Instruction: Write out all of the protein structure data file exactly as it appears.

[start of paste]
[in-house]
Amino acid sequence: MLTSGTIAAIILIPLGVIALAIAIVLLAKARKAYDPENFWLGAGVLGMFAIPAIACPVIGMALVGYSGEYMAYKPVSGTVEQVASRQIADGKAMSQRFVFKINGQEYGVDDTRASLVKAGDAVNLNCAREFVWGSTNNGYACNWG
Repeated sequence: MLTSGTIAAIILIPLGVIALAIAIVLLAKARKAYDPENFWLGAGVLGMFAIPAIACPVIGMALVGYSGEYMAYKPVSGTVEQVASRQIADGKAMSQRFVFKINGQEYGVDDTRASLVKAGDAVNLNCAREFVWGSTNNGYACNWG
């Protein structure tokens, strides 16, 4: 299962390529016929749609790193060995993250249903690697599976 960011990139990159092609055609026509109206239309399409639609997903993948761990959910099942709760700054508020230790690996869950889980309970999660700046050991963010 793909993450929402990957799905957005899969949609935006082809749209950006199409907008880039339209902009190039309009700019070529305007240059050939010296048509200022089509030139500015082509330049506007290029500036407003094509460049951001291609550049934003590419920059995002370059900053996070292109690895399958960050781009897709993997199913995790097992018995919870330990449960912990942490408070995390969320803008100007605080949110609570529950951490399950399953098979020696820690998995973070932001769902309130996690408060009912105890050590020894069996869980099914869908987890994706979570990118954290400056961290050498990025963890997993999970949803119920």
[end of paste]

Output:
[in-house]
Amino acid sequence: MLTSGTIAAIILIPLGVIALAIAIVLLAKARKAYDPENFWLGAGVLGMFAIPAIACPVIGMALVGYSGEYMAYKPVSGTVEQVASRQIADGKAMSQRFVFKINGQEYGVDDTRASLVKAGDAVNLNCAREFVWGSTNNGYACNWG
Repeated sequence: MLTSGTIAAIILIPLGVIALAIAIVLLAKARKAYDPENFWLGAGVLGMFAIPAIACPVIGMALVGYSGEYMAYKPVSGTVEQVASRQIADGKAMSQRFVFKINGQEYGVDDTRASLVKAGDAVNLNCAREFVWGSTNNGYACNWG
């Protein structure tokens, strides 16, 4: 299962390529016929749609790193060995993250249903690697599976 960011990139990159092609055609026509109206239309399409639609997903993948761990959910099942709760700054508020230790690996869950889980309970999660700046050991963010 793909993450929402990957799905957005899969949609935006082809749209950006199409907008880039339209902009190039309009700019070529305007240059050939010296048509200022089509030139500015082509330049506007290029500036407003094509460049951001291609550049934003590419920059995002370059900053996070292109690895399958960050781009897709993997199913995790097992018995919870330990449960912990942490408070995390969320803008100007605080949110609570529950951490399950399953098979020696820690998995973070932001769902309130996690408060009912105890050590020894069996869980099914869908987890994706979570990118954290400056961290050498990025963890997993999970949803119920």